The Negative Effect of Hot Ambient Conditions on Traditional A/C Refrigerant Panel Coolers vs EXAIR Cabinet Coolers

EXAIR’s High Temp Cabinet Cooler Systems

As summer endures and temperatures continue to rise panel conditioning units can start to struggle to keep your electronics cool.  An agricultural company contacted EXAIR as they were having some issues with their air conditioning panel cooler.  The increase in outside temperatures caused the air conditioning systems to underperform.  The electronics were overheating and shutting down production.  They needed a better way to keep the internal circuits cool during the hotter months of summer. 

They sent in the information on the A/C panel that they were using (reference photo below).  I circled the important factors that we would need.  EXAIR is familiar with these tags as we helped many customers to find a more reliable way to keep their electronics cool.  This customer stated that they had already replaced three units in the past 10 years.  The one above has been in operation for only 3 months, and they were still worried about failure.  It could be due to lack of maintenance, dirty environment, or high ambient temperatures, but the short life of the refrigeration units was a major concern.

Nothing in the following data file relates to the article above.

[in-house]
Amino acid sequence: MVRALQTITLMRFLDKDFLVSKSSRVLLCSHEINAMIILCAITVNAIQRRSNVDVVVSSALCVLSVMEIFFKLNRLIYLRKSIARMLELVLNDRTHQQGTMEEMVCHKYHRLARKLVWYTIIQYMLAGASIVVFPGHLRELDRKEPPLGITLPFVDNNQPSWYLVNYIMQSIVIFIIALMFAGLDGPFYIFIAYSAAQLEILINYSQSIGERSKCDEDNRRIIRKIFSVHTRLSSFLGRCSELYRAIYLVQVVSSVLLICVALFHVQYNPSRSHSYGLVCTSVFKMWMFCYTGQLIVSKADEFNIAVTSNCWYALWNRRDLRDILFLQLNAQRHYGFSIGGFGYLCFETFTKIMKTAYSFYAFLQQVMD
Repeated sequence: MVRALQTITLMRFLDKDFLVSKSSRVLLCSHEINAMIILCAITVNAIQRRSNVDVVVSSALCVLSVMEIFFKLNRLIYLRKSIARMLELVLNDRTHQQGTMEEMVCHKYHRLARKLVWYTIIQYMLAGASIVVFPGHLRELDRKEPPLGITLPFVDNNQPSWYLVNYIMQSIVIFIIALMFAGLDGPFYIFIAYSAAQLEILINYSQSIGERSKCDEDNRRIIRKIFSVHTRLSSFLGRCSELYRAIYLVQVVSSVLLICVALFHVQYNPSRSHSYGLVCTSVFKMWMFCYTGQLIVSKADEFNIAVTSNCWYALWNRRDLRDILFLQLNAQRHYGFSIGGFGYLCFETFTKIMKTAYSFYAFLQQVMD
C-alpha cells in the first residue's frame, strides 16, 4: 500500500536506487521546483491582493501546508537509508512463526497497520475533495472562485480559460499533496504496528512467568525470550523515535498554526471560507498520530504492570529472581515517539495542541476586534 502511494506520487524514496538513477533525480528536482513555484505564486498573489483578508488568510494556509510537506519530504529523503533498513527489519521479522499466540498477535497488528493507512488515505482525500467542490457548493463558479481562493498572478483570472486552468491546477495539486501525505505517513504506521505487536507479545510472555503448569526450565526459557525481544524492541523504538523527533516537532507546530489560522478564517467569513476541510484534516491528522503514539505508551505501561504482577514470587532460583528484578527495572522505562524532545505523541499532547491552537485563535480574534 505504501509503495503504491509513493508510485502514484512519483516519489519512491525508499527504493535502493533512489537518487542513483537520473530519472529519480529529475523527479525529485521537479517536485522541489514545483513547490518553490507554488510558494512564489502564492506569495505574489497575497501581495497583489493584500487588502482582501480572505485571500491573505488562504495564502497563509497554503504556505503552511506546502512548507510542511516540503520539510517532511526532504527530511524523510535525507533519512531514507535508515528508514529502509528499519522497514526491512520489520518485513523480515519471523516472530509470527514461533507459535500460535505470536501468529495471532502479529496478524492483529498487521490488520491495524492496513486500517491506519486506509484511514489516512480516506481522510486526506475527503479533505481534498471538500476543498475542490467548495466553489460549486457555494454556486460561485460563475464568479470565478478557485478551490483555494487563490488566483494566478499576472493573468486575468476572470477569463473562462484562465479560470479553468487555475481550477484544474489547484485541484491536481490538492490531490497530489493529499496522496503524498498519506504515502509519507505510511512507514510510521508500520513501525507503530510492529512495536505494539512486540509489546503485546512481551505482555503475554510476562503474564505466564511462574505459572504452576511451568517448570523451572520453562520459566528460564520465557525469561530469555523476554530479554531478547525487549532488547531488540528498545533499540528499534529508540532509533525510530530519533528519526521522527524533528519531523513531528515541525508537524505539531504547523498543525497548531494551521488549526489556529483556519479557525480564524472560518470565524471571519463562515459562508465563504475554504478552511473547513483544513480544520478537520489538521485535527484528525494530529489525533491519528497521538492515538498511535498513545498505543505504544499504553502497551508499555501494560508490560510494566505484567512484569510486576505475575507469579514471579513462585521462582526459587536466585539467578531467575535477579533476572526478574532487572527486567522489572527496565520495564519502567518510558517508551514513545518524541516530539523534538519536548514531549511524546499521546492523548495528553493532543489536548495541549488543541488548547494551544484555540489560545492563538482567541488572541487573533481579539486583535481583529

From the placard, the total cooling capacity was DIN EN 14511 L35 L35 0.38KW as circled above.   The DIN EN 14511 is a European Standard that rates the performance of air conditioning units.  The first L35 is the temperature rating for inside the panel, 35oC.  The second L35 is the ambient temperature, 35oC.  The cooling capacity at those temperature conditions is 0.38KW, or 1,296 BTU/hr.  As you can see, the performance was measured with the ambient temperature at 35oC (95oF).  If the ambient temperature goes above this standard rating, the cooling capacity of the air conditioning unit will start to decrease.  With the EXAIR Cabinet Cooler Systems, we use the internal temperature as 35oC (95oF) as well, but our external temperature can be as high as 93oC (200oF).  Here is a diagram showing the range of the different types of cooling devices as compared to the ambient temperatures and the environment.